The business model canvas was originally invented by Alexander Osterwalder and it came from his book, Business Model Ontology. It was designed to help businesses of various sizes focus on operational, strategic and marketing plans. The lean canvas is a variation on the business model canvas that was created by Ash Maurya. It is a more focused tool that tackles the same issues as the business model canvas. However, each of the issues is viewed through the lens of a startup company instead of businesses of varying sizes.
The topics and their differences
Each of the models is broken down into six topics or elements:
The business model canvas is aimed at new and existing businesses. The lean canvas is aimed at startup businesses only.
The business model canvas is aimed at customers, investors, entrepreneurs, consultants and advisors. The lean canvas is only aimed at entrepreneurs.
The business model canvas emphasises customer channels and relationships. The lean canvas does not emphasise customer segments since startups may not have any customers yet.
The business model canvas looks at existing infrastructure, finance sources and anticipated revenue streams. The lean canvas takes a problem-focused approach followed by a proposed solution, the channels required to achieve this solution, how much it will cost and the anticipated revenue streams.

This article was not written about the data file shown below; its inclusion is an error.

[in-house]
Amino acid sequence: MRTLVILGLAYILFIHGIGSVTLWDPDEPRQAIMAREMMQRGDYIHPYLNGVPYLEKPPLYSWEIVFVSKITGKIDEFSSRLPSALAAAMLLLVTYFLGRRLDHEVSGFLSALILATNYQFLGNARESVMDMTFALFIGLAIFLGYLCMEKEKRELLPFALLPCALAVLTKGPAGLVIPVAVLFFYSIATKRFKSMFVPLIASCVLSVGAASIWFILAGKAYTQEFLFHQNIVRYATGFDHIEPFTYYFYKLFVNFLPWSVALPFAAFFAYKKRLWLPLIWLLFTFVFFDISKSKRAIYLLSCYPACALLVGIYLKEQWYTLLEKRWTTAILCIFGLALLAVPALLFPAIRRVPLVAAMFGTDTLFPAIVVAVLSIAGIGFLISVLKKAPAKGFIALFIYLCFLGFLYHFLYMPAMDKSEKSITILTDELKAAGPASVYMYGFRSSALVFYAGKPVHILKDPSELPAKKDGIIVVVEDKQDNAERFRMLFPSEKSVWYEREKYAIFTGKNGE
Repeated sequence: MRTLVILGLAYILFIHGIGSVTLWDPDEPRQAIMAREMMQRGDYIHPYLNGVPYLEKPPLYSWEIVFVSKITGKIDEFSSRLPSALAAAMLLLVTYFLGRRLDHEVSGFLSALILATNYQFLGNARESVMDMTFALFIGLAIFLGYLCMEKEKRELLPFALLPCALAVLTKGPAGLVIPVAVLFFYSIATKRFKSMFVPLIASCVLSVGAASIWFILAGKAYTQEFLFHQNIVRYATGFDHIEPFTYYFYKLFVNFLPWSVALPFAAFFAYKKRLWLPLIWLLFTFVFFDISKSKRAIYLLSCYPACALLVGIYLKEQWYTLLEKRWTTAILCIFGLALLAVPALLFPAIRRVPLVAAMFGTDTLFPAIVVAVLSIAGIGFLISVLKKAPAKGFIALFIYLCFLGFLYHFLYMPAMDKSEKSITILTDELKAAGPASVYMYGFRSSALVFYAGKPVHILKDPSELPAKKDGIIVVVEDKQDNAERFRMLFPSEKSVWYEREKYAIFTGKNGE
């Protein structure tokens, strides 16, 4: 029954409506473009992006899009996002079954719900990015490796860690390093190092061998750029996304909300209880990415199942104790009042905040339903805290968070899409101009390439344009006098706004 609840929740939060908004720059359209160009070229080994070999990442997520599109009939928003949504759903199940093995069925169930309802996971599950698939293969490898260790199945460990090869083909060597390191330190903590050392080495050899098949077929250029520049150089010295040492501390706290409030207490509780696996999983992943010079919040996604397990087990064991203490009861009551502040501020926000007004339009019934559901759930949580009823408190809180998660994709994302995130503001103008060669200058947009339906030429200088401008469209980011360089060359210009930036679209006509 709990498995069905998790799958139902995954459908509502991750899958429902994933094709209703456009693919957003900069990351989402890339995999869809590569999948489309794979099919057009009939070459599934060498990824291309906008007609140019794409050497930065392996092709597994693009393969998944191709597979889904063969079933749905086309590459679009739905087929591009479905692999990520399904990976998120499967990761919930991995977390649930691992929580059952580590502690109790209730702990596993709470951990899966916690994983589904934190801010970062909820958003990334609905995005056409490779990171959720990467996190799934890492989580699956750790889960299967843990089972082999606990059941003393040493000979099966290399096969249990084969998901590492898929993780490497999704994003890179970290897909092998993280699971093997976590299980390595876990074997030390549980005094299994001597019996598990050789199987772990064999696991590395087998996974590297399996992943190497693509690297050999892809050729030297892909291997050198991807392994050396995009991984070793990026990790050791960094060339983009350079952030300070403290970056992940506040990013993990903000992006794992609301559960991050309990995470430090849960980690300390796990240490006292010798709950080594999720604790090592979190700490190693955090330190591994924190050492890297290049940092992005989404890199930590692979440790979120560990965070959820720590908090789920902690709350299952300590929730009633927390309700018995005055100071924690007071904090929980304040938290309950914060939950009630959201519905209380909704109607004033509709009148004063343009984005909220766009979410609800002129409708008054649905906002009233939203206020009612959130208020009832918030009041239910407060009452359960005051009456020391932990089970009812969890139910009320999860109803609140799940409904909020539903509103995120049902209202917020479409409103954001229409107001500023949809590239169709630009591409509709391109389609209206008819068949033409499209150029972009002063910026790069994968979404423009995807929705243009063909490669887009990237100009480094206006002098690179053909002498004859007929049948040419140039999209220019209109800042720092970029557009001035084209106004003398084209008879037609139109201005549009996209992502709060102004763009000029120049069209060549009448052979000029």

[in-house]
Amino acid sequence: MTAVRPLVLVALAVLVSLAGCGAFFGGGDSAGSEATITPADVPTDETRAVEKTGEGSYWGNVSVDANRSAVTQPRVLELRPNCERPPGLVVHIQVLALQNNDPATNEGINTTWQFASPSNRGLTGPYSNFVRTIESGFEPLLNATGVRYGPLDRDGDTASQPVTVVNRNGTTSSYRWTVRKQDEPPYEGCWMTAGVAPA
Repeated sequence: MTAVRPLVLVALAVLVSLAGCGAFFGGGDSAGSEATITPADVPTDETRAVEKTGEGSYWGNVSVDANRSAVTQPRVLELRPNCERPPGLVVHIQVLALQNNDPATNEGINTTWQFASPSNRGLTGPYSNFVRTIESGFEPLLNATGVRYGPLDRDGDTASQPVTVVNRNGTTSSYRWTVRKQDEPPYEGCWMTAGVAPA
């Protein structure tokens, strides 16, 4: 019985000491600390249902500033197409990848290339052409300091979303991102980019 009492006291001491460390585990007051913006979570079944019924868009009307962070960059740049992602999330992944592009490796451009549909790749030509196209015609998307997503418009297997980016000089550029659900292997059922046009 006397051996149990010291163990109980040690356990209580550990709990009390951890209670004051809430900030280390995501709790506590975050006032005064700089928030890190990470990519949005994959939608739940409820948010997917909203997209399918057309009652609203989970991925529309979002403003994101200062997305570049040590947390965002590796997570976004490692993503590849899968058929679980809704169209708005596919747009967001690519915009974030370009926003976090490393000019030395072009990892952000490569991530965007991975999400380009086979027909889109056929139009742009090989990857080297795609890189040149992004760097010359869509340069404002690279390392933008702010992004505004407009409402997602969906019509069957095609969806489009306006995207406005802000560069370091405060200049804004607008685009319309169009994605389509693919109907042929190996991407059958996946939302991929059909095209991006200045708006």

The business model canvas focuses on ways to remain active in the market using quantitative and qualitative methodologies. The lean canvas analyses whether or not the startup business has an advantage over its potential competition and if so, how best to capitalise on it.
When applied, the business model aims to foster an environment of understanding, frank discussions and constructive analysis-based feedback. When applied, the lean canvas takes a step-by-step approach to guide startups through a problem-solution oriented development cycle.